Skip to Content

Coronavirus (COVID-19)

Lee Health is starting to reschedule appointments, surgeries, and procedures that were delayed during the pandemic. You can be confident that we will provide the most exceptional care in the safest environment. Learn More

Wanda Heit

Breast Cancer Survivor Stories

At Lee Health, we have exceptional employees who are also incredibly strong breast cancer survivors, and we want to take this opportunity to celebrate each one of them and their inspiring stories for Breast Cancer Wandround2-1.jpegAwareness Month. Wanda Heit has been at Lee Health for nearly 17 years, and is an inspiration to us all!

Four months after a routine mammogram with normal results, Wanda felt a lump on the outer edge of her left breast. Her surgeon was confident that the lump would be benign, so Wanda had it removed on March 21, 2005. However, three days later she received devastating news. Wanda was diagnosed with stage three breast cancer. 

“I was shocked to hear those words, ‘you have breast cancer,’ with no family history of breast cancer, five sisters and I just had a mammogram with no signs,” Wanda said.

Wanda made the decision to undergo a bi-lateral mastectomy with reconstructive surgery on April 26, after determining that the cancer was only in her left breast. She had nine lymph nodes removed, and seven of those were positive, meaning she would need radiation as further treatment. Wanda began aggressive chemotherapy treatments on May 13, and they lasted until Aug.19. The aggressive chemo took a toll on Wanda’s body. She developed painful mouth sores, and she had a low white blood cell count, but nothing could stop her from courageously fighting her battle against breast cancer. On Oct. 3, she began radiation treatments, which lasted through Nov. 7. Wanda’s treatment was far from easy, but the support from her husband, coworkers and long distance family pushed her to continue fighting on.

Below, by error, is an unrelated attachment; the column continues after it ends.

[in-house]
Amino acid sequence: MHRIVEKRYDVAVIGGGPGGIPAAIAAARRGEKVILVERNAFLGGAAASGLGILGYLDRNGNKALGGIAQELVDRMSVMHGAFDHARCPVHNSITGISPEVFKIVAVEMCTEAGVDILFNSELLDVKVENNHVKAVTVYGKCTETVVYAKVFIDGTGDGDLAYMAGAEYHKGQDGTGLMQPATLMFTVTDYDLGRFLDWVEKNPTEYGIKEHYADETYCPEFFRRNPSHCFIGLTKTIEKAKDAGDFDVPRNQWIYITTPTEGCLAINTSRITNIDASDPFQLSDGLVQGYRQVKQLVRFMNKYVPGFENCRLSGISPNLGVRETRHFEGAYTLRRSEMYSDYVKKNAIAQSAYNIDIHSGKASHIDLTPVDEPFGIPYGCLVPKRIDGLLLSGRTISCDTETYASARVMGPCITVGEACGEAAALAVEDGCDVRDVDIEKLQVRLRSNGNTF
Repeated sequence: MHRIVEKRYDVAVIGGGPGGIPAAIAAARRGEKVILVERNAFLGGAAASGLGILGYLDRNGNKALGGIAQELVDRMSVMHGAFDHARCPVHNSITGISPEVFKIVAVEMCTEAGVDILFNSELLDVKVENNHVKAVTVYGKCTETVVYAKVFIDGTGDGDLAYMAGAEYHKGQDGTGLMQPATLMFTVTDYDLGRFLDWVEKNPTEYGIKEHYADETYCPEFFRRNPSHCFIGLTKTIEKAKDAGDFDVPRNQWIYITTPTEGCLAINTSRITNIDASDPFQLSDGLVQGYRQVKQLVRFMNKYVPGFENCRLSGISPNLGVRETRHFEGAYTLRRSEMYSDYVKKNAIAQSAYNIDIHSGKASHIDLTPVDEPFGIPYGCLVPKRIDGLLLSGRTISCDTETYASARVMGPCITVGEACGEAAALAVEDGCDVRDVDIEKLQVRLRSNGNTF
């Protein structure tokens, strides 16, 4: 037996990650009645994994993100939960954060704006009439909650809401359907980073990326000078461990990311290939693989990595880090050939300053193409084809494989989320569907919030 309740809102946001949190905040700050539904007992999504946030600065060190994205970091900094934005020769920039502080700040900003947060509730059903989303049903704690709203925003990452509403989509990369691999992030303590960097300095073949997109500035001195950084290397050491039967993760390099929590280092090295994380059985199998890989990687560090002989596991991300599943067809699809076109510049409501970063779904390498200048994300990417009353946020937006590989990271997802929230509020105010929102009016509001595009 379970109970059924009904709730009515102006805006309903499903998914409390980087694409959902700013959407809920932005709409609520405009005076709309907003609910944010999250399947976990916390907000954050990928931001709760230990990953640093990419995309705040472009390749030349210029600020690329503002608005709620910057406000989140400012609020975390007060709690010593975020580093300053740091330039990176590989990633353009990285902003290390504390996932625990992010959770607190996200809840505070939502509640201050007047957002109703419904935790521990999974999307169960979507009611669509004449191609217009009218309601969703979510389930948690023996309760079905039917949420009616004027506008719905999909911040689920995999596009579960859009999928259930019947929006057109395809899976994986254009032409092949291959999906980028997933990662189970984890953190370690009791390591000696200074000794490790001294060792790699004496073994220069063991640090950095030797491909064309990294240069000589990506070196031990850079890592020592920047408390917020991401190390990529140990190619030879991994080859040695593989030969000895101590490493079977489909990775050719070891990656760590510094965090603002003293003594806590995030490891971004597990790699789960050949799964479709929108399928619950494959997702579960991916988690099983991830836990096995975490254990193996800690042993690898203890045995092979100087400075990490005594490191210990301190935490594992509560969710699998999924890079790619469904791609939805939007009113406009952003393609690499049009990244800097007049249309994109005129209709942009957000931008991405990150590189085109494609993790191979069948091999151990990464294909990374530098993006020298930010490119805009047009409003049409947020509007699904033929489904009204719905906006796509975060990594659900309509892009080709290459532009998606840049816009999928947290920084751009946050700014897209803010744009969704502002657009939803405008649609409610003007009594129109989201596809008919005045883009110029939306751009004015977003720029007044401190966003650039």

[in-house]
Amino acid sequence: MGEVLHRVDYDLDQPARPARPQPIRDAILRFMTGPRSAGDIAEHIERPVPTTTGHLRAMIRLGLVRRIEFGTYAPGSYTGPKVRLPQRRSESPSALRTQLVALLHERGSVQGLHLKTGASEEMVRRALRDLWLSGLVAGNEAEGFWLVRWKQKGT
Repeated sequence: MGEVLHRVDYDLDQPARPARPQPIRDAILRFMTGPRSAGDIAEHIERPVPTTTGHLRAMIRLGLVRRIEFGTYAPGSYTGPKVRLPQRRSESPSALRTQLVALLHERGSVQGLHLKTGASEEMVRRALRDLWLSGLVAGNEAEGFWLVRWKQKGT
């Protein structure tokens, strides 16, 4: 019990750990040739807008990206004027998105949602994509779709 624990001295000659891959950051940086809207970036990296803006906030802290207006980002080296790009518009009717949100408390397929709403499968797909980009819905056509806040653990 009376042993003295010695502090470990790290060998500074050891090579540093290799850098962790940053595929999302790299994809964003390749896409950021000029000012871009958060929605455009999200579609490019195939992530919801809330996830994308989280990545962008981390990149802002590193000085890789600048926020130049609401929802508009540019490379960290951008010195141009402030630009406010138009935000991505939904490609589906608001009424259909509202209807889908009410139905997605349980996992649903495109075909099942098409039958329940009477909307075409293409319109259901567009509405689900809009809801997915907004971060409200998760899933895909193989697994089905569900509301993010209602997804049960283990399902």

As a survivor, Wanda has become an inspiring example and role model for women who are battling breast cancer. She has participated in several walks for breast cancer, including the Susan G. Komen Breast Cancer 3-Day Walk in Tampa Bay. She and three of her friends trained all summer for the walk, and on Oct. 30 through Nov. 1, the four women walked 60 miles. 

“While walking we shared stories about why we walk and it made me feel a part of something big,” Wanda said. “Crossing the finishing line, I broke down. I was tired, my feet ached, but I walked into a line of supporters cheering me into the finish line, and it was the most beautiful welcome home I had ever received.”

Wanda’s journey with breast cancer was far from easy, and the memories of her fight are still present, but she has turned the scariest news of her life into a beautiful story as she continues to be a role model to those who are currently going through their battle. 

“I faced my disease in a positive manner and showed people through my example that such a thing can indeed be done,” Wanda said. “Cancer may always be a part of your life, but it won’t always be the center of your life.”

If you would like to share your story, please reach out to Alyssa.Young@LeeHealth.org